Tuesday, January 06, 2009

More on Tesco v Wal-Mart

Read more at BusinessWeek:
"Analysts say that Tesco's big advantage over major international rivals, which also include Germany's Aldi and Lidl, is its unrivaled ability to manage vast reams of data and translate that knowledge into sales. While data crunching may sound dull, it has given Tesco two major advantages: an unmatched ability to operate multiple retail formats—ranging in size from convenience stores to hypermarkets—and the market knowledge to offer what many analysts say is the best and broadest range of house brands from any retailer.

Tesco uses information gleaned from Dunnhumby, a British data mining firm of which it has majority control, to manage every aspect of its business, from creating new shop formats to arranging store layouts to developing private-label products and targeted sales promotions. In 2003, U.S. supermarket chain Kroger (KR) copied Tesco's example, setting up a joint venture with Dunnhumby in the U.S. Since then, Dunnhumby also has signed deals with a number of other U.S. retailers including Home Depot (HD), Best Buy (BBY), and Macy's (M).
. . .
Tesco's other strength is its private-label goods. While U.S. retailers have struggled to convince shoppers that supermarket brands are as good as big-name counterparts, Tesco's private-label products account for as much as 60% of sales in many countries. According to the company, private-label products also account for more than 70% of Fresh & Easy's sales. "Wal-Mart and France's Carrefour are lucky to get 35% of sales from private label," Flickinger says. The reason, he says, is that Tesco has a range of house brands to cover every price point. In fact, some of its premium-range products, such as Tesco Finest chocolate or yogurt, even sell at up to a 50% premium to established brands such as Cadbury (CBY) and Danone (DANO.PA).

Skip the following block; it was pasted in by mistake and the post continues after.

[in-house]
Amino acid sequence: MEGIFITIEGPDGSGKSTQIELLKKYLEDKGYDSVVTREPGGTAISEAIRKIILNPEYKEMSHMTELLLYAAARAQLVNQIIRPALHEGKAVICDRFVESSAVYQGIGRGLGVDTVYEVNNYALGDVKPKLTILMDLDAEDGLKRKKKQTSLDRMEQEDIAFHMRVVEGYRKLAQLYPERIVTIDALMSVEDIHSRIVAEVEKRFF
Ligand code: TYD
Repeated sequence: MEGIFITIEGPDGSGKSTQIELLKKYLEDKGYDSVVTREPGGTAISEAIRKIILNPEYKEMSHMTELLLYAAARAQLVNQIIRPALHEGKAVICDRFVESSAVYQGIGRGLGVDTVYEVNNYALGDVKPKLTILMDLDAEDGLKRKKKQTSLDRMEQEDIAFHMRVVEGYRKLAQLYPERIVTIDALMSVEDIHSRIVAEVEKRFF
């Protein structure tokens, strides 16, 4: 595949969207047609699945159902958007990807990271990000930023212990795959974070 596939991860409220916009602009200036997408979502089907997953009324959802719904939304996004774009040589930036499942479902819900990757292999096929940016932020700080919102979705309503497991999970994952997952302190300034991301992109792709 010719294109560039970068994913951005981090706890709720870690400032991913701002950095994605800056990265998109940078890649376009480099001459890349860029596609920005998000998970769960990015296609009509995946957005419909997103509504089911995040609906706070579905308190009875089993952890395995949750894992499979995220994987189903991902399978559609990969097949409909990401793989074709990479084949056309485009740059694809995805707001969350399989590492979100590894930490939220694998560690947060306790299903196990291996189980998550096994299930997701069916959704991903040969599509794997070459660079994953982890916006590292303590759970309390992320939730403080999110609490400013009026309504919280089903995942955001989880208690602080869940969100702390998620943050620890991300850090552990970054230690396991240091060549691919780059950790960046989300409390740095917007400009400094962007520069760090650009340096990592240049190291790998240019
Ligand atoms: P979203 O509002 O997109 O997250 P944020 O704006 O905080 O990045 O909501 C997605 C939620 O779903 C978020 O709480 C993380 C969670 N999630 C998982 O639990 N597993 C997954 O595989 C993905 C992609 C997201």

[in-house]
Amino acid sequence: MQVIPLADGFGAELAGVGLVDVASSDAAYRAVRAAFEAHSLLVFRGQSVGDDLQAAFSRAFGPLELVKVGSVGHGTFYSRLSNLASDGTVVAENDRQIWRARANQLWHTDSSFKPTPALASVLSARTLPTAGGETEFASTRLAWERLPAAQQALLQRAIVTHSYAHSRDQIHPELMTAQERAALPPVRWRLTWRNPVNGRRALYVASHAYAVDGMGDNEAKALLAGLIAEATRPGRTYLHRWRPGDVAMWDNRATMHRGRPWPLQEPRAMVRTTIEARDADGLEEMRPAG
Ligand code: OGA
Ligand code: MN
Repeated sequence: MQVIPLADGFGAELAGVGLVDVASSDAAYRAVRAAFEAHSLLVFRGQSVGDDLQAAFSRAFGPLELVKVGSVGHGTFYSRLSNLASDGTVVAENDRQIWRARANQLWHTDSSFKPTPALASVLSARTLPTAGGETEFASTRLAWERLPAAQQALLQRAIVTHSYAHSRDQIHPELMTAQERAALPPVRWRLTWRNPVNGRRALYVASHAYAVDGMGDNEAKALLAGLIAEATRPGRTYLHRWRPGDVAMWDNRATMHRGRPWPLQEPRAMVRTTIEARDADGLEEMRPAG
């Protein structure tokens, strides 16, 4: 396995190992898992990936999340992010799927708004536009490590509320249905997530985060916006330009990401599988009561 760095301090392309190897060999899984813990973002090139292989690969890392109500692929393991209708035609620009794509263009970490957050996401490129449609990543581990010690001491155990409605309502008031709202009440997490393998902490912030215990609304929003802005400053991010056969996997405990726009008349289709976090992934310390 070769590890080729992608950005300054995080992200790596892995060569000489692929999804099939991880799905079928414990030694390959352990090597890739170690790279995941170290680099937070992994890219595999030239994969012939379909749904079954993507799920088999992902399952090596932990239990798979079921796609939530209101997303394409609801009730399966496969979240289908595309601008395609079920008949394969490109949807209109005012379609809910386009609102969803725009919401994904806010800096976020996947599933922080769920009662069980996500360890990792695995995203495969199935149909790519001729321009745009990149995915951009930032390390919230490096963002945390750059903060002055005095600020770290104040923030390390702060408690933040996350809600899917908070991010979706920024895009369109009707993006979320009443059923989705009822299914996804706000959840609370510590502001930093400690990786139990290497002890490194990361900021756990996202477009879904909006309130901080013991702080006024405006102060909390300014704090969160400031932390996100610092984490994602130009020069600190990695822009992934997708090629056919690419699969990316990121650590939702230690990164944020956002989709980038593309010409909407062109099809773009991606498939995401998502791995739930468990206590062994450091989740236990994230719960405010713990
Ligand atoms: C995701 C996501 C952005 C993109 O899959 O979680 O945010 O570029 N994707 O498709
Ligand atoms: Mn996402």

. . . Tesco has come a long way from its humble beginnings in 1919 at a market stall in London's East End. Today, it runs the world's largest and most successful online grocery operation and is Britain's biggest private-sector employer, with 280,000 staff. Its broad portfolio of businesses in Britain also encompasses telecom services, gas stations, personal finance, an online digital music and film download business, and even a home insulation service.

Tesco reckons there's plenty of potential for some of these businesses, especially personal finance, which it hopes to launch into new markets such as Poland.

Meanwhile . . . in NORFOLK, VA

The state's first Wal-Mart Neighborhood Market, a grocery concept focused on convenience and low prices, is scheduled to open Wednesday morning on East Little Creek Road.

The 45,000-square-foot store looks like a traditional supermarket - more akin to local rivals Harris Teeter and Farm Fresh than its sister Wal-Mart Supercenter. About one-fifth the size of a Supercenter, the Neighborhood Market abandons the open, brightly lit, warehouse feel and straight aisles of a Supercenter in favor of cozy specialty areas with track lighting and curved walls for produce, meats and deli.

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